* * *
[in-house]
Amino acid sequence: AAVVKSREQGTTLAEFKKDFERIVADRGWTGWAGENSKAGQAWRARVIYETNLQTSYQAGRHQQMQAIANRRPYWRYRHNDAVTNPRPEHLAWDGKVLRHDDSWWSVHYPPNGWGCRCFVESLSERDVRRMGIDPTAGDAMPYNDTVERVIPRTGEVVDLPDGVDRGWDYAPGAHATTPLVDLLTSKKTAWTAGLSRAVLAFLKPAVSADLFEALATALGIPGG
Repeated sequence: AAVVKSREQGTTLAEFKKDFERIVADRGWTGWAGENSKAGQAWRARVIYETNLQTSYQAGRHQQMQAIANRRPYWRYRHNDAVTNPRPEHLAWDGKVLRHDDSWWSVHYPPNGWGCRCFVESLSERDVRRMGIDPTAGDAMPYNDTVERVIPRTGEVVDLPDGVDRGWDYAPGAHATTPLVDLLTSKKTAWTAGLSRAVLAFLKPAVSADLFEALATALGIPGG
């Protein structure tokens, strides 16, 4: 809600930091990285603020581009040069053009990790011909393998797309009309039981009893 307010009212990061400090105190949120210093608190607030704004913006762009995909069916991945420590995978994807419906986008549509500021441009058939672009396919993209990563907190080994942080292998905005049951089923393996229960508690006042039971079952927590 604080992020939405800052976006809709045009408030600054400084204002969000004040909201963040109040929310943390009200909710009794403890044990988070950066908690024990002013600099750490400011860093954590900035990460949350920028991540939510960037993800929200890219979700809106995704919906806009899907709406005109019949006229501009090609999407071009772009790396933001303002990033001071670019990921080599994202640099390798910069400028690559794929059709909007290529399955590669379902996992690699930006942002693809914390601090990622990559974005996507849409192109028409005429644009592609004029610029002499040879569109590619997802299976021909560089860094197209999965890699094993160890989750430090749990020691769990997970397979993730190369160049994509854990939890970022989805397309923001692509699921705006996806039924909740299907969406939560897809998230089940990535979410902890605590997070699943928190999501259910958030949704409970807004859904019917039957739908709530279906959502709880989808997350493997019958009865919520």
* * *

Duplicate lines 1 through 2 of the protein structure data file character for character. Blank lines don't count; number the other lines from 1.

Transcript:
[in-house]
Amino acid sequence: AAVVKSREQGTTLAEFKKDFERIVADRGWTGWAGENSKAGQAWRARVIYETNLQTSYQAGRHQQMQAIANRRPYWRYRHNDAVTNPRPEHLAWDGKVLRHDDSWWSVHYPPNGWGCRCFVESLSERDVRRMGIDPTAGDAMPYNDTVERVIPRTGEVVDLPDGVDRGWDYAPGAHATTPLVDLLTSKKTAWTAGLSRAVLAFLKPAVSADLFEALATALGIPGG